Stucky, B. J. (2015). Infection behavior, life history, and host parasitism rates of Emblemasoma erro (Diptera: Sarcophagidae), an acoustically hunting parasitoid of the cicada Tibicen dorsatus (Hemiptera: Cicadidae). Zoological Studies, 54: 30.

March 11, 2015

Crassicauda magna

During this blog's first year back in 2010, we featured a parasitic nematode (roundworm) that lives in the placenta of sperm whales of all places. Today, we're featuring a study on another nematode which lives in the sperm whale's cousin - the much smaller and more enigmatic pygmy sperm whale Kogia breviceps.
Photo of C. magna in whale tissue from Fig. 1 of the paper

Crassicauda magna is a parasites that really gets under the skin of the pygmy sperm whale. While most worms in the Crassicauda genus live in the urogential and renal system of whales, C. magna just had to be different from the rest of the pack. Instead of living in the whale's plumbing system, it had opt for a life being sandwiched between layers of blubber and muscle, living snugly under the whale's subcutaneous tissue.

While it can be a tight fit in there, C. magna can grow quite large -the largest known fragment is 3.7 m (about 12 feet) long, but due to where they are found in the body and the relatively cryptic nature of its host, no fully intact C. magna has ever been retrieved. The original species description for C. magna was published in 1939, and was based upon fragmentary remains from the front half of the worm, as the rest of the parasite not recovered.

Even though this parasite appears to have a global distribution (like its host), very little is actually known about it. Only a few anatomical details have been recorded, pieced together from worm fragments which had been collected over the years, and until the publication of the present study, there were no genetic data for C. magna. This is not too surprising considering that much of what is known about the pygmy sperm whale itself (let alone C. magna) had about from examining stranded individuals - which is not exactly a routine occurrence.

The C. magna specimens which were the subject of this new study were retrieved from a dead pygmy sperm whale which was beached at Moreton Bay, Queensland. Most importantly, from a taxonomist's perspective, the research team involved was able to retrieve parts of the tail from male worms. The reason why this was kind of a big deal is that one of the key features used to identify different species of nematodes are the needle-like structures on the male genitalia call copulatory spicules. The male worms use these spicules to pry apart the female worm's vulva for sperm transfer, and it just so happened that each species have distinctively shaped spicules, which can be used to tell them apart.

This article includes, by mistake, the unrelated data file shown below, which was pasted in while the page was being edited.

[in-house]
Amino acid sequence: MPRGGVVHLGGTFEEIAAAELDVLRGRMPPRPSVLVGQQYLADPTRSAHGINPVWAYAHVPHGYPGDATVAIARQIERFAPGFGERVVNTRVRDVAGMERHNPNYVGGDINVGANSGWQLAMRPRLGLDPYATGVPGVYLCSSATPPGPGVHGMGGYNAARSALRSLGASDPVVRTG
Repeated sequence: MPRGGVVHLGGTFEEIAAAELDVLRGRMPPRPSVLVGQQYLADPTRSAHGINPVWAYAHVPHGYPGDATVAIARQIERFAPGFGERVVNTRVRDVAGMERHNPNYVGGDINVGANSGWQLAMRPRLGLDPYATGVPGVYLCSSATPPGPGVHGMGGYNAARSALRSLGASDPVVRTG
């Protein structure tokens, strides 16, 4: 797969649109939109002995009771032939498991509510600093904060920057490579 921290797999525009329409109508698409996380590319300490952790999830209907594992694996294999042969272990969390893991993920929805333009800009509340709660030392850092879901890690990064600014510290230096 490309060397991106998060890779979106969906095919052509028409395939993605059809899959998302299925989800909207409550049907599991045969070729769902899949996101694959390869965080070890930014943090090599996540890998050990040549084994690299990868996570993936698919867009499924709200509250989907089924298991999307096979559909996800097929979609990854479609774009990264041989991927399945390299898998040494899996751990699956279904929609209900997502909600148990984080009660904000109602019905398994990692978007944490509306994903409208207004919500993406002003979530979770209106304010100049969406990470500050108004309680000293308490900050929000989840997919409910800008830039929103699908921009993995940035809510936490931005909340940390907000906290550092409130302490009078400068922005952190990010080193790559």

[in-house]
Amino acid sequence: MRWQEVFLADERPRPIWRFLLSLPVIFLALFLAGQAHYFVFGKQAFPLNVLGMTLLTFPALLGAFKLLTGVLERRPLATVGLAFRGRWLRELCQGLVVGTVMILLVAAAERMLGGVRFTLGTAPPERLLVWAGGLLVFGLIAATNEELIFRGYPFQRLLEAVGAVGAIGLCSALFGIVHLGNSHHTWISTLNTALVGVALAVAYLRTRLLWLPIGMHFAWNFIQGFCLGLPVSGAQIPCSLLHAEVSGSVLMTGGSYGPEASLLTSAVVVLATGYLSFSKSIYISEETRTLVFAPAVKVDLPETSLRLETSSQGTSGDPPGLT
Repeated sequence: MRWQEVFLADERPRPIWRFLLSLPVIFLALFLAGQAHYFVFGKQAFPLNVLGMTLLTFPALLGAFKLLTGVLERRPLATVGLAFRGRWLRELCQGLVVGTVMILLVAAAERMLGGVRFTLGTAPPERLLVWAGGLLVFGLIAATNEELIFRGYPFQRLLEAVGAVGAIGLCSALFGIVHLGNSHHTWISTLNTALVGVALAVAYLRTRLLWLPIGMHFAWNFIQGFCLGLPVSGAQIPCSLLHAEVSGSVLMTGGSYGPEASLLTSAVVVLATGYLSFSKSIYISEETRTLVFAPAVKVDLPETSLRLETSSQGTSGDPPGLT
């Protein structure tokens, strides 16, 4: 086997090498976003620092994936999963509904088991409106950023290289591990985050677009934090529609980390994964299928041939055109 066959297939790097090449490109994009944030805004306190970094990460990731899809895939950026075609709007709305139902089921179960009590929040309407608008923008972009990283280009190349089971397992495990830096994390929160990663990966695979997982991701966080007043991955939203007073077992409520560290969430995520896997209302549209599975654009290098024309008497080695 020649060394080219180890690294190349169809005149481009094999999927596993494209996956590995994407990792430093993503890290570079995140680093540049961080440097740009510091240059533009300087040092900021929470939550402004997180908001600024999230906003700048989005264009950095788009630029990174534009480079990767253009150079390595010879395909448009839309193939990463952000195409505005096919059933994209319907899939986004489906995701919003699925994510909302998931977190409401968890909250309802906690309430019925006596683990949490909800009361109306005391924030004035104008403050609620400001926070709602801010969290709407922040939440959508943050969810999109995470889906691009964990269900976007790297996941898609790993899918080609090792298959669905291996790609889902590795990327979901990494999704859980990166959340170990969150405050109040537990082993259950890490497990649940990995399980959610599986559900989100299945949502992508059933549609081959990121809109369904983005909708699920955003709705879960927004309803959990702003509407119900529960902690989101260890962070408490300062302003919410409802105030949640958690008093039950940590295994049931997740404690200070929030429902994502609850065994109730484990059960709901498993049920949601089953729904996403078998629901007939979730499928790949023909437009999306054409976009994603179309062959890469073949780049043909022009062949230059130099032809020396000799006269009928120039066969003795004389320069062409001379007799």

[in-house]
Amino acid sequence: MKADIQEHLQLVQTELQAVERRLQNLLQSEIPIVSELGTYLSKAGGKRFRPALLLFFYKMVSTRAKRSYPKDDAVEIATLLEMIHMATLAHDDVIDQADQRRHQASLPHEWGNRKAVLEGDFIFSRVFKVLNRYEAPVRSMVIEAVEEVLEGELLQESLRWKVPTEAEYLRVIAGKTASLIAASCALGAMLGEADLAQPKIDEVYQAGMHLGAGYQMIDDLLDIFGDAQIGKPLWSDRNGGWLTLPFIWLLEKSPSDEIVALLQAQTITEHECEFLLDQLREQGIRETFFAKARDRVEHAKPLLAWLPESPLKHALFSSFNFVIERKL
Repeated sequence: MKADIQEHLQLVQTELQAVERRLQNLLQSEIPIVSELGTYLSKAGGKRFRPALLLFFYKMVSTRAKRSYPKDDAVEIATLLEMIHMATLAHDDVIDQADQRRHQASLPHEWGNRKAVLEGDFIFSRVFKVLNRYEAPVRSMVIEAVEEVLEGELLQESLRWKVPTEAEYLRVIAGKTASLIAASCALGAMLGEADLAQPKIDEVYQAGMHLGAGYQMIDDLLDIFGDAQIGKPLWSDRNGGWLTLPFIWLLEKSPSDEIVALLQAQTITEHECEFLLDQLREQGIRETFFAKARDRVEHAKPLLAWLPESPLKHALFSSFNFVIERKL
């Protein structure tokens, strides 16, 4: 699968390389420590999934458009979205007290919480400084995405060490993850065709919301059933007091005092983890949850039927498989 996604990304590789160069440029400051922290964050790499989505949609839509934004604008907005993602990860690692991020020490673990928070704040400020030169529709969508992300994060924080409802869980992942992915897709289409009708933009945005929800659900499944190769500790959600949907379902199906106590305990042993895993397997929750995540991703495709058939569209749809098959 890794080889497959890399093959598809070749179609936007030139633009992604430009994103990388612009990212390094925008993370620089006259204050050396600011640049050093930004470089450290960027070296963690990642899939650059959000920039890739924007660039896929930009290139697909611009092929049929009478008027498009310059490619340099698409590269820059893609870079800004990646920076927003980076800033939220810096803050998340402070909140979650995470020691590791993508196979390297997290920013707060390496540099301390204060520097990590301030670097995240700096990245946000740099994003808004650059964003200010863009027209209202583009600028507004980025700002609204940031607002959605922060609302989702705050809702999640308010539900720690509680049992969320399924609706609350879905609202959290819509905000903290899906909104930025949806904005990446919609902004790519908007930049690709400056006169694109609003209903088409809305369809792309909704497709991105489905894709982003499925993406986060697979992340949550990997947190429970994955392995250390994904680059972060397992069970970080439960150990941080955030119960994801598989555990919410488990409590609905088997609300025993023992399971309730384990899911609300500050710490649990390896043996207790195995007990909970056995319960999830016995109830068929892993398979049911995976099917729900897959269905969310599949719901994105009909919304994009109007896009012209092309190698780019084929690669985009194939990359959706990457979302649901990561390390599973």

The researchers were able to compare the worms collected for this study with other specimens of Crassicauda stored at the South Australian Museum, the Natural History Museum in London, and the Muséum national d'Histoire naturelle in Paris. They noted that the spicules on C. magna are remarkable similar to those found on another species that was described in 1966 call Crassicauda duguyi - which was also collected from the neck muscle of a pygmy sperm whale (in this case, it was stranded on the west coast of France). Their conclusion was the C. duguyi is most likely just C. magna instead of being a different species, but the taxonomist who described it was not able make the match because the original species description of C. magna did not have information on the male genitalia.

Unlike previous studies, the researchers responsible for the current one also managed to extract some genetic material from the worms they collected. They sequence a section of the worm's ribosomal DNA which was used to reassess the classification of C. magna in relation to other parasitic nematodes. With such a genetic marker at hand, it can be used in the future to find out more about this enigmatic parasite and its equally cryptic host.

Jabbar, A., Beveridge, I., & Bryant, M. S. (2015). Morphological and molecular observations on the status of Crassicauda magna, a parasite of the subcutaneous tissues of the pygmy sperm whale, with a re-evaluation of the systematic relationships of the genus Crassicauda. Parasitology Research 114: 835-841